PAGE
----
In search of the truth

“I’m not lying to you…this time”, said former Kingston mayor T.R. Gallo at his convincing best.

Which brings us to the increasingly uncredible Andrew “who cares” Cuomo.

It appears that the governor’s carefully contrived scheme to conceal the real truth behind nursing homes deaths from the pandemic is all of a sudden coming undone.

First, it was Attorney General Letitia James’ startling report that contrary to Cuomo’s repeated pronouncements, nursing home deaths from Covid-19 were some 50% higher than he had said. But again, who cares? Or as Cuomo put it “dead is dead.”

This bombshell was followed two weeks later by an admission by Cuomo’s top assistant, secretary Melissa DeRosa, that the administration had withheld information on fatalities requested by the CDC last August because it feared “it might be used against us.” But who cares? Obstruction of justice went out with Nixon.

Republicans, but much more importantly Democrats, are calling for a “9/11-type” investigation of what the governor knew and why he concealed it. The answer to the latter is obvious. Partisanship from powerless Republicans can be expected, but for Democrats to come forth against “their” governor rocks the foundation. Fact is, Democrats have long resented Cuomo’s hands-on (their throats), vindictive, take-no-prisoners style of autocratic rule.  And those former allies now hold veto-proof majorities in both houses of the legislature.

The more operative question now might be, will he be lying to us the next time?

 Meanwhile, speculation roils on.

Will Cuomo resign? Not likely. He’s already committed to the fourth term his father Mario could not quite achieve. Historical footnote: The elder Cuomo was defeated by then-senator Georg Pataki in 1994.

Can he be recalled, a humiliation that may await the fate of California’s tone-deaf governor? Former Gov. Pataki, who should have known better, suggested as much. There is no recall provision in the state constitution.

Can he be impeached (removed from office) by the legislature? That’s not clear, but is nonetheless intriguing.  A formal censure by one house or both would be a long shot, but more likely than impeachment. But, oh, the irony!

Should Cuomo vacate, either by choice or kicking and screaming, Lt. Gov. Kathy Hochal of Erie County takes over. Like all second bananas, a tireless cheerleader for everything Cuomo, Hochal would represent something of a return to normalcy from the strutting popinjay we have endured for almost a decade.


HERE AND THERE – I made the basic mistake of not checking primary sources in repeating published accounts that the New York City EPA was releasing 600 thousand of disgusting muddy water a day into the Esopus Creek. It’s actually, 660 million gallons. That’s a lot of water, especially if it’s lapping around your ankles in your creekfront homestead.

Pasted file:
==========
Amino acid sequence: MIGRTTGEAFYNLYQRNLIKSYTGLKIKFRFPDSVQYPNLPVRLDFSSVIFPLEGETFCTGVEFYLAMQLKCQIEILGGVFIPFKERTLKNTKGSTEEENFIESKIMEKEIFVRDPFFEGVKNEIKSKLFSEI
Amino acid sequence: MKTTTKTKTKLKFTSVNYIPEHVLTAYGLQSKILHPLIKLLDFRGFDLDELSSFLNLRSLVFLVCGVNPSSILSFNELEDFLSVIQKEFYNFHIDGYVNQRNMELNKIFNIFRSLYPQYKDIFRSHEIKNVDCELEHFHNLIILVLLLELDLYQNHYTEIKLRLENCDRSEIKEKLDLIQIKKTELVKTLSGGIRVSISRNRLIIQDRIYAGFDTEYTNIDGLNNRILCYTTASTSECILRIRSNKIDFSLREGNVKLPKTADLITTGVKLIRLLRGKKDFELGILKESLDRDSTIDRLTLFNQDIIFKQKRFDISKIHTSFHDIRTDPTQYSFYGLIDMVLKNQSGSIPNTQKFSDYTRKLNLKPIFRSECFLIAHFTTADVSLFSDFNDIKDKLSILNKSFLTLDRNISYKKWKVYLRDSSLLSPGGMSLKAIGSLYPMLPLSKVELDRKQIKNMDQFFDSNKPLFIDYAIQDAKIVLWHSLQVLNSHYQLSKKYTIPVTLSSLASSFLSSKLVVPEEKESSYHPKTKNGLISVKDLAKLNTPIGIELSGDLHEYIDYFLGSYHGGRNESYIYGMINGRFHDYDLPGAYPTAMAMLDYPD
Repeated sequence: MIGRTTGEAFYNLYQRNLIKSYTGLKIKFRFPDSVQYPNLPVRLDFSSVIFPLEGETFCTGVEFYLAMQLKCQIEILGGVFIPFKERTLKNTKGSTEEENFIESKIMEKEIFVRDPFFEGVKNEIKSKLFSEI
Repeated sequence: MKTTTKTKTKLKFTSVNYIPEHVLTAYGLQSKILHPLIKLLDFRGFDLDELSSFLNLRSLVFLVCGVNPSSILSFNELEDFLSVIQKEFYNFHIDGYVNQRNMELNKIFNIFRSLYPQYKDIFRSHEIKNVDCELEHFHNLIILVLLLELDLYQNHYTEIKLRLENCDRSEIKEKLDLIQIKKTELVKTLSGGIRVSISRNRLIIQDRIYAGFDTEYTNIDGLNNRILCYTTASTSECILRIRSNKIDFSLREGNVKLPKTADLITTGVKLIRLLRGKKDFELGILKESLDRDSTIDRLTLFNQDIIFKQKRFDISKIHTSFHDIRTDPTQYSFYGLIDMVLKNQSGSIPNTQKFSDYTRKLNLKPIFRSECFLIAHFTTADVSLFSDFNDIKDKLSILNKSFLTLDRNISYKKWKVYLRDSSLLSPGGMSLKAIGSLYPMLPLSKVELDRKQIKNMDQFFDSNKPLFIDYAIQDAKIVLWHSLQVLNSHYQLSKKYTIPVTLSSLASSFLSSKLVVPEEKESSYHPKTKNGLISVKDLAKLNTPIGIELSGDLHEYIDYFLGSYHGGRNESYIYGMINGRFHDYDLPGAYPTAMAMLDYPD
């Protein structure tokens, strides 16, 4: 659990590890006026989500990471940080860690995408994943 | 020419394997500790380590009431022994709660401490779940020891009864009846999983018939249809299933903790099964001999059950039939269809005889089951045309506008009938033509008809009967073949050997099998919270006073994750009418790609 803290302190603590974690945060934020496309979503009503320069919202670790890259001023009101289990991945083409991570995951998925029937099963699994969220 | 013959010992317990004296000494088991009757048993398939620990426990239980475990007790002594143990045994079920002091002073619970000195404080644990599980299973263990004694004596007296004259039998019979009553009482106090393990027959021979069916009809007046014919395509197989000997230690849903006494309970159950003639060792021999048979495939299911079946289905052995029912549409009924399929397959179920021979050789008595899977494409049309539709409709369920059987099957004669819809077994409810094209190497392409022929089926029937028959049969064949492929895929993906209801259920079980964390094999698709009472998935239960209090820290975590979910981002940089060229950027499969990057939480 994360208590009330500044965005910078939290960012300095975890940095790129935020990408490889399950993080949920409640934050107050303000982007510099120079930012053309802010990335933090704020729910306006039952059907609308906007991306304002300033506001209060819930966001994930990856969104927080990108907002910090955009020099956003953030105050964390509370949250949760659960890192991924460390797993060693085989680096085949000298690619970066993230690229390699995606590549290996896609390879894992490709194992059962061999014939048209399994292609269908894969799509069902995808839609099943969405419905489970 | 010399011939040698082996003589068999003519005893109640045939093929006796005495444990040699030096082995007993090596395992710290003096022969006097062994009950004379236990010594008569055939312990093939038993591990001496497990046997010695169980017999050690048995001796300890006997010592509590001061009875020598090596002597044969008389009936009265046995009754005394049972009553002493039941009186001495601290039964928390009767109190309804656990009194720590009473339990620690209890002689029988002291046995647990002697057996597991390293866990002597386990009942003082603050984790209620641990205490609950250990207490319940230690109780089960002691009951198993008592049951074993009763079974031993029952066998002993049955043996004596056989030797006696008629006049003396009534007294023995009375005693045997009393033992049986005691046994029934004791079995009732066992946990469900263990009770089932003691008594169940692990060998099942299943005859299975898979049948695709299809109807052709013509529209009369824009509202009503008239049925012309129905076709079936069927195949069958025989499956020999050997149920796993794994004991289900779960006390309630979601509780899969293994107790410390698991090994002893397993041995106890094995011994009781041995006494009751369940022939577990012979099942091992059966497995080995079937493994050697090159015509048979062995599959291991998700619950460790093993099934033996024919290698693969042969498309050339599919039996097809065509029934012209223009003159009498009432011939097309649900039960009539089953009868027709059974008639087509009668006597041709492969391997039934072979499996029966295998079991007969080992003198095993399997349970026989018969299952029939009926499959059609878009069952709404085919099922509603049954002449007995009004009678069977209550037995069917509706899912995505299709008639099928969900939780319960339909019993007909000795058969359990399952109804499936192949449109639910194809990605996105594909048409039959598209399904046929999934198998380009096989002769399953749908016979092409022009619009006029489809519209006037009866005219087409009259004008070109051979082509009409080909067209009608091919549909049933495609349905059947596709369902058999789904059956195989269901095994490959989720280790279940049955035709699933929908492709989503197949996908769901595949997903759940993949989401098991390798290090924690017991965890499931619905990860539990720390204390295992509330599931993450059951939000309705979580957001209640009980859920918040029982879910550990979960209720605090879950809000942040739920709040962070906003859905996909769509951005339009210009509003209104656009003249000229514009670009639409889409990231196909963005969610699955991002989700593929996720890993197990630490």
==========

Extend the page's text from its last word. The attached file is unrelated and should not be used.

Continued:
Some might fear the Ashokan running dry at that rate of daily discharge. Not so. According to the EPA, the reservoir, containing almost 123 billion (with a” b”) gallons of water, would take more than a year to drain it at present runoffs. Kingston’s Cooper Lake reservoir in Woodstock contains about 1.2 billion gallons of water, according to the water department website.

The financial news from Kingston City Hall seems to get better every month. After warning of potential pandemic-driven shortfalls of at least $4 million 2021 sales tax revenues last December, financial officers now advise the city may well hit budget projections.

Believe that, and they’ll sell you a piece of the dilapidated and apparently indefinitely closed Rondout Creek Bridge between Esopus and Kingston.

County officials may or may not have the votes (in an election year!) to push through a surtax on real estate sales sponsors say could generate a million a year. But only for county government. Unlike the mortgage tax, which is shared with the municipalities where generated, this windfall will be retained by county government. Somewhere there’s a moribund supervisor’s and mayor’s association that should be pressing legislators for at least some crumbs.

And speaking of government finance, some 3,400 residents of the town of Pleasant Valley in Dutchess County were recently stunned to receive property tax bills that called for a 17.5% increase for this year.

One town councilman, quoted in Northern Dutchess News, called it “an honest mistake” though like the rest of the five-member board, didn’t know how it happened. That state cap on property tax increases is 2%, (red flag!) which can be overridden by a supermajority of the governing body (majority, plus one.)

Here’s how it might have happened:

Town Board member No. 1 at final budget review: “It’s 1.7 percent, right?”

The rest of the town board: “Right! Let’s vote!”

Problem is, returning the money, or crediting overcharged taxpayers, gets really complicated under state law, or is altogether forbidden.

Memo to the town board: Measure twice, cut once.

Memo to Pleasant Valley voters: Check out this inept town board in the November elections.

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